Editor’s Note: One of the great things about this job is that I get to engage with veteran entrepreneurs, or “vetrepreneurs,” who are out there making it in the world of small business and finding a way to give back to the veteran community. I recently sat down with Eric Montgomery from Bullets2Bandages to talk about veteran-owned small businesses, corporate philanthropy… and the Army/Navy football rivalry. Enjoy.
Originally published on 7 May, 2015
HJ: Scott Faith from Havok Journal
B2B: Eric Montgomery from Bullets2Bandages
HJ: Eric, you and your business partners are the owners of Bullets2Bandages, a veteran-owned small business that started in 2011. I’m a big fan of B2B and I know much of our audience is as well. For those who may not be familiar with your company, how would you describe what you do? Where can our audience buy your products?
B2B: We began our mission of supporting veteran charities through the sale of apparel and accessories about four years ago in what we thought would be a one-off fundraiser for the Travis Manion Foundation. Travis was one of our Naval Academy classmates who was killed in Iraq back in 2007. His parents started a foundation for veterans and families of the fallen, and we helped support the Foundation with necklaces and keychains made out of spent ammunition. The idea behind that was to take these weapons of war, these instruments of destruction, and repurpose them into something positive.
This effort picked up a little more traction than we expected and so we expanded into a handful of other product lines which for the most part involved recycled or what we call “upcycled” military gear. From that one fundraiser, we expanded both our product line and our marketing footprint. In addition to our website and events where we sell our products, we’re also on the shelves in a handful of large retailers such as Cabela’s and the Navy and Marine Corps Exchanges, about 70 breweries, gun shops, patriotic/military themed stores, things like that. And this whole time, we’ve stuck to our fundamental mission of supporting veterans’ charities.
HJ: You served in the Marine Corps prior to working for B2B. What did you do in the Corps? Did you ever serve in Iraq or Afghanistan?
B2B: I was an infantry officer in the Marine Corps. I did two tours in Iraq, one in 2006 and one in 2007-2008. After I left my battalion I was assigned to recruit training duty at MCRD San Diego and spent two years in training companies before I moved on to a staff job in the Commanding General’s office, then in 2011 I left active duty and went to graduate school.
HJ: Many veterans go to school or start small businesses after they get out of the service, and you did both! What led you to the decision to go from leading infantry Marines to business school and into small business entrepreneurship?
B2B: When I was getting ready to leave the Marine Corps in 2011 I wasn’t really sure what I wanted to do, but after thinking things through and talking to some people and considering what might be a good fit for my interests and skills, I decided I wanted to get into management consulting. If I wanted a shot at one of the big firms, like McKinsey or Boston Consulting Group, I knew I’d need to get into a top-tier business school. So I applied to a handful of top 20 business schools, and I was shocked to get admitted to Harvard.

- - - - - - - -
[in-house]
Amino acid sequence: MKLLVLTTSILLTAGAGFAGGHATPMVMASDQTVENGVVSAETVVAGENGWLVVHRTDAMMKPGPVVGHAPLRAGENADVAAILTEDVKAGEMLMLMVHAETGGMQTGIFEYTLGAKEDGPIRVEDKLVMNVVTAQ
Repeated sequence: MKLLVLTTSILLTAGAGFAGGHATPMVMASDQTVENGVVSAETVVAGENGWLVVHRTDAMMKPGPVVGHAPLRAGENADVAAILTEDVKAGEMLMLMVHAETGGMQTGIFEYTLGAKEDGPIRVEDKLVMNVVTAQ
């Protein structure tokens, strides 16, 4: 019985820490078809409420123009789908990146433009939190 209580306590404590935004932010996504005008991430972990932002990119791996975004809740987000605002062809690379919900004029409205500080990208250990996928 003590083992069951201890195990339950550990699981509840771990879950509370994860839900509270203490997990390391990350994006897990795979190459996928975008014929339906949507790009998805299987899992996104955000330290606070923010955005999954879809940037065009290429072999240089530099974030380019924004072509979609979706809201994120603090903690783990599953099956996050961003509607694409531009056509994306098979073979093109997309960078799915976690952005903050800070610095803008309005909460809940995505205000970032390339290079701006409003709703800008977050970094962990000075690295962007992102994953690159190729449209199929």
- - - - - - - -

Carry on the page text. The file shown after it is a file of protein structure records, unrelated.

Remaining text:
HJ: Well done! Harvard Business School is the number one business school in the country. Many colleges and universities, especially those in the Ivy League, sometimes have a reputation of being anti-military or at least being unfriendly or unsupportive of the military. What was your experience like at Harvard? Why did you decide to work for B2B after graduation?
B2B: I really liked Harvard! I expected to learn a lot, I expected it to be a challenge academically, so I was prepared for that. What was surprising to me was how well I got along with my classmates. Coming from a military background and having grown up in the public school systems of North Carolina, I was concerned about how I’d be received by the “stereotypical” Harvard student and was prepared for the worst when I started class. But what I found was that there were just some amazing people! Almost to a person they were friendly, helpful, curious, highly intelligent, and just a lot of fun to be around. The administration was also unbelievably supportive of our veterans club and initiatives we wanted to start up.
So I went through the process of seeking a summer internship with several of the major consulting firms, and was not offered an internship with any of my top choices. Rather than taking an internship with another company that didn’t really appeal to me, I spent the summer between my first and second years of graduate school out in San Diego with B2B, and I really enjoyed what we were doing.
Working in such a small, tight-knit organization, it’s really easy to gauge the relative success of my efforts. It’s really easy to measure how successful our efforts are, and I find that very motivating and rewarding. After that summer I decided that working in a small company in general (and at B2B specifically) was what I really wanted to do, and I was fortunate to have the opportunity to join them upon my graduation. Plus I love Mexican food and I love beer, and there are lots of great options for both of those right here in San Diego.
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